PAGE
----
Ace in the hole: Suppliers hope for boom in destination golf: Travel Weekly

Meanwhile, Skinner said that Golden Horseshoe, a KemperSports-managed 45-hole resort facility in Williamsburg, Va., enjoyed

Meanwhile, Skinner said that Golden Horseshoe, a KemperSports-managed 45-hole resort facility in Williamsburg, Va., enjoyed double-digit, year-over-year growth in golf package visitors during the late summer and early fall. 

Such resilience shouldn’t come as a surprise in the destination golf industry. While the number of overall golfers in the U.S. declined over the 15 years leading up to the pandemic, and the number of golf courses went down by 10%, according to the NGF, the global destination golf industry has expanded. From 2011 through 2019, sales by golf tour operators increased 8% to 10% annually, according to the International Association of Golf Tour Operators (IAGTO). 

In the U.S., destination golfing revenues were able to continue climbing because the number of avid golfers remained steady, even as the total number of players dropped, IAGTO CEO Peter Walton explained during a late 2019 interview.

Looking through the winter and spring, golf resorts, as well as tour operators and agents, expect the destination industry to be dominated by couples excursions and by buddy trips, with corporate golf trips, not surprisingly, being nearly absent. 

Bookings at Florida’s Streamsong, for example, look strong from February through April, Skinner said. But small groups and drive market travelers will represent a proportionally higher share of visitors compared with previous years. 

Ryan Jacobs, a travel specialist for the Amherst, N.H.-based tour operator Adventures in Golf, which is a preferred Virtuoso partner, said his company has refocused its short-term efforts away from big-ticket international markets Scotland and Ireland, which typically account for 75% of sales, and toward Sunbelt markets like Georgia, South Carolina, Florida and Arizona.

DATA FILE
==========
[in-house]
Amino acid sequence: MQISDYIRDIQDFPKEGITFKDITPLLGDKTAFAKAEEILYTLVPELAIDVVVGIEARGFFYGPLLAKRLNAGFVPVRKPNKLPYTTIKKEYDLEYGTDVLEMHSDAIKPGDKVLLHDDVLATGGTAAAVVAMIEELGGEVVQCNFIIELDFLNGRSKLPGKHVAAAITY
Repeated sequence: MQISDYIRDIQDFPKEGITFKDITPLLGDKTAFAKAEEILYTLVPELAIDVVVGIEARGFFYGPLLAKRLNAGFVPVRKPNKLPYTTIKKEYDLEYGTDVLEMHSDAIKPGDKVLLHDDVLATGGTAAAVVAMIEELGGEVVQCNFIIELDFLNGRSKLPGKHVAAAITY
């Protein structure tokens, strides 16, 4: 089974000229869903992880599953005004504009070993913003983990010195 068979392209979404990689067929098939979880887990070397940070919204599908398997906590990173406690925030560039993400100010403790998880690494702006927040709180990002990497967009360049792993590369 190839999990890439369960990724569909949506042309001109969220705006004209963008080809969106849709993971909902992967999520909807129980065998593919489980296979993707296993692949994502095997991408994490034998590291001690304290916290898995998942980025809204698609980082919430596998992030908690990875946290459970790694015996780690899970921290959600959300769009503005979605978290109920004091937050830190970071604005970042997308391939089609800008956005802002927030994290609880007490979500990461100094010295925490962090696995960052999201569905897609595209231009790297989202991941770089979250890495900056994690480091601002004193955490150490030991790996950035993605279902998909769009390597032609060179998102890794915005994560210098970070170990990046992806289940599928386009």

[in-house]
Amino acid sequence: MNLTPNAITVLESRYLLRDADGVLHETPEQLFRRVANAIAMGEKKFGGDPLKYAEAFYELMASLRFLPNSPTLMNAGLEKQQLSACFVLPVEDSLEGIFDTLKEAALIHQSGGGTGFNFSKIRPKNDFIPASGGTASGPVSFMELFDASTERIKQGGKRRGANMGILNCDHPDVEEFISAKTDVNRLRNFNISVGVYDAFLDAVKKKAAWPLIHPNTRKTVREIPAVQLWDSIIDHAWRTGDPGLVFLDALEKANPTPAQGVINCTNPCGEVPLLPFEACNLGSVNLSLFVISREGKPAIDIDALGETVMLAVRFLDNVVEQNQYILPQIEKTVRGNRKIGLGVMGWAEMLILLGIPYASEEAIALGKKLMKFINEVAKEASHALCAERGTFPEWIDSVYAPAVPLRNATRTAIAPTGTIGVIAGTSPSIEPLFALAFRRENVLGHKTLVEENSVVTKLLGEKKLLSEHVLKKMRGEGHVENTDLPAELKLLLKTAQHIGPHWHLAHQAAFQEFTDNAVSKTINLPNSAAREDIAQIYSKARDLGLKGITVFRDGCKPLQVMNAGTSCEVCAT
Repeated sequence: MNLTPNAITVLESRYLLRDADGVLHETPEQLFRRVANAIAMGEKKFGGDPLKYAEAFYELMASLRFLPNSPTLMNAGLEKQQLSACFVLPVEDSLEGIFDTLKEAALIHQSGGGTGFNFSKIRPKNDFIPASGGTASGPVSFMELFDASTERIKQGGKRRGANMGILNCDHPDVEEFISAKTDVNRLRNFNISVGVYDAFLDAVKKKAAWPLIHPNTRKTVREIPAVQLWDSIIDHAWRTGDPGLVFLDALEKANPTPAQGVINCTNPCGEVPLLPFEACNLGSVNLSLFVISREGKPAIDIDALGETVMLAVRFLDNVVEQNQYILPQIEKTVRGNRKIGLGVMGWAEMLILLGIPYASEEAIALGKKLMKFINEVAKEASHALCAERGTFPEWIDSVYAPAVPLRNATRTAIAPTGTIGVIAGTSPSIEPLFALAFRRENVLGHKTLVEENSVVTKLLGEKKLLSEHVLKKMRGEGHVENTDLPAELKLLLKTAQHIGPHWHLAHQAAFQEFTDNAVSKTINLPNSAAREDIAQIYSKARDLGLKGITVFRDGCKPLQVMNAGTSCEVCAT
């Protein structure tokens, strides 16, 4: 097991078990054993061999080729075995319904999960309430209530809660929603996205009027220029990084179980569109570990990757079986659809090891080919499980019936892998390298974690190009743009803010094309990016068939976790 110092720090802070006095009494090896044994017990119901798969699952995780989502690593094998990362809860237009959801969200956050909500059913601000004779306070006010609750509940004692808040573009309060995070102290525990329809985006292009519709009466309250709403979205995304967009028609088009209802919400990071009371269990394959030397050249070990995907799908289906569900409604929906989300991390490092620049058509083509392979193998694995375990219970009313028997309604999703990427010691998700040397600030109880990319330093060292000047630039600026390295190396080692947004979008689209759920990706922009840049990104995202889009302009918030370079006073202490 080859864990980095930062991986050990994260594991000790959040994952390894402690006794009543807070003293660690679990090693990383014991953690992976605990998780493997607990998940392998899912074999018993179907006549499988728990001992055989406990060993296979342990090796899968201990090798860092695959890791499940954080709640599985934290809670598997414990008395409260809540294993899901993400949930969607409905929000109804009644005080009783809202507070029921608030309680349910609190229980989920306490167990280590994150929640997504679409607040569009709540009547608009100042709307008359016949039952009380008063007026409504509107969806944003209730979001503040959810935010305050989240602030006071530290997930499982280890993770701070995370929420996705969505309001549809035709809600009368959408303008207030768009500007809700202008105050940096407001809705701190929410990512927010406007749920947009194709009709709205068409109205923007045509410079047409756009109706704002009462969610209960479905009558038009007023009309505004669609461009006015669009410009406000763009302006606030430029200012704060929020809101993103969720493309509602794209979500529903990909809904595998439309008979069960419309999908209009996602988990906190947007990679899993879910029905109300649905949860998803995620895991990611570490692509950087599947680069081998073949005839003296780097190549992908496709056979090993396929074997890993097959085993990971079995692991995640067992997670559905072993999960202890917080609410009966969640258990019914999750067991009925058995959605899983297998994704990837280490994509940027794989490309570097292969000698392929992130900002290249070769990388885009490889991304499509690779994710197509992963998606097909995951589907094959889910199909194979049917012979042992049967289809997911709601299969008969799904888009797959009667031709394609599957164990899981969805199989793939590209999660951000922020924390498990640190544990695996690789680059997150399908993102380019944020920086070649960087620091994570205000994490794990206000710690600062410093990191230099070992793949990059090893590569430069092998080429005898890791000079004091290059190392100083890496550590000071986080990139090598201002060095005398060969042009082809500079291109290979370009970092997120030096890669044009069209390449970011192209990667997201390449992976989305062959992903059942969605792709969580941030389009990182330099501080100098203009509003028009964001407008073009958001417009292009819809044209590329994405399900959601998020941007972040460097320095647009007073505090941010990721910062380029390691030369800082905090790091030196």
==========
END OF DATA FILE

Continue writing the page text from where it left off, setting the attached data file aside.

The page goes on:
Jacobs said he is cautiously optimistic about 2021. But due to the Covid-fueled golf boom, he’s bullish about the post-pandemic outlook. 

“Folks were maybe not able to travel for golf in 2020, but they were certainly playing it at a local level, and that’s hopefully going to promote more travel for golf in the future,” he said. 

Travel advisors, said Jacobs, have already taken notice. 

He said that during the virtual Virtuoso Travel Week in August, 80% of his appointments were with agents who said they wanted to learn more about selling and booking golf due to its suitability during the pandemic. 

Agents who do end up working with golf-hungry clients will likely find it easier to do so with the aid of a specialty tour operator, said Talewsky, especially if their clients are planning an international excursion. By booking golf packages with a preferred tour operator, in his case Adventures in Golf, Talewsky said he sometimes can get better access to tee times at highly sought-after courses, such as the Old Course at St. Andrews in Scotland, which claims to have the oldest known golf course in the world among its seven courses. (Adventures in Golf maintains an office in St. Andrews.)